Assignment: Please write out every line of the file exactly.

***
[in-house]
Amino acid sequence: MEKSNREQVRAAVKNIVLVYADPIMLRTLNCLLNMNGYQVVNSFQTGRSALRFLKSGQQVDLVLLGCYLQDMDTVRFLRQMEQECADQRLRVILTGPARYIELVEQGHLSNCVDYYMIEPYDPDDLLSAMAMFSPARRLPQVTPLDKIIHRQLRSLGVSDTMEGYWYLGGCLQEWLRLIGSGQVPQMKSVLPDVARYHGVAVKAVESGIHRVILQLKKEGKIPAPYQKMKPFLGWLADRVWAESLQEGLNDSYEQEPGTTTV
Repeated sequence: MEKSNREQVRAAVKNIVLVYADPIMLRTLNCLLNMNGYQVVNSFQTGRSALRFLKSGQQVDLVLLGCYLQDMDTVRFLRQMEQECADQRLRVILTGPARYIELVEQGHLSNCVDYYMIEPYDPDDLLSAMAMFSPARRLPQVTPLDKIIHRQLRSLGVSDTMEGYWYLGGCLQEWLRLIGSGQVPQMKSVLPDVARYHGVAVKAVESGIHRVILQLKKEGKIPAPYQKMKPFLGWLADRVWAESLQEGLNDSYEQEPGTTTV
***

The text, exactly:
[in-house]
Amino acid sequence: MEKSNREQVRAAVKNIVLVYADPIMLRTLNCLLNMNGYQVVNSFQTGRSALRFLKSGQQVDLVLLGCYLQDMDTVRFLRQMEQECADQRLRVILTGPARYIELVEQGHLSNCVDYYMIEPYDPDDLLSAMAMFSPARRLPQVTPLDKIIHRQLRSLGVSDTMEGYWYLGGCLQEWLRLIGSGQVPQMKSVLPDVARYHGVAVKAVESGIHRVILQLKKEGKIPAPYQKMKPFLGWLADRVWAESLQEGLNDSYEQEPGTTTV
Repeated sequence: MEKSNREQVRAAVKNIVLVYADPIMLRTLNCLLNMNGYQVVNSFQTGRSALRFLKSGQQVDLVLLGCYLQDMDTVRFLRQMEQECADQRLRVILTGPARYIELVEQGHLSNCVDYYMIEPYDPDDLLSAMAMFSPARRLPQVTPLDKIIHRQLRSLGVSDTMEGYWYLGGCLQEWLRLIGSGQVPQMKSVLPDVARYHGVAVKAVESGIHRVILQLKKEGKIPAPYQKMKPFLGWLADRVWAESLQEGLNDSYEQEPGTTTV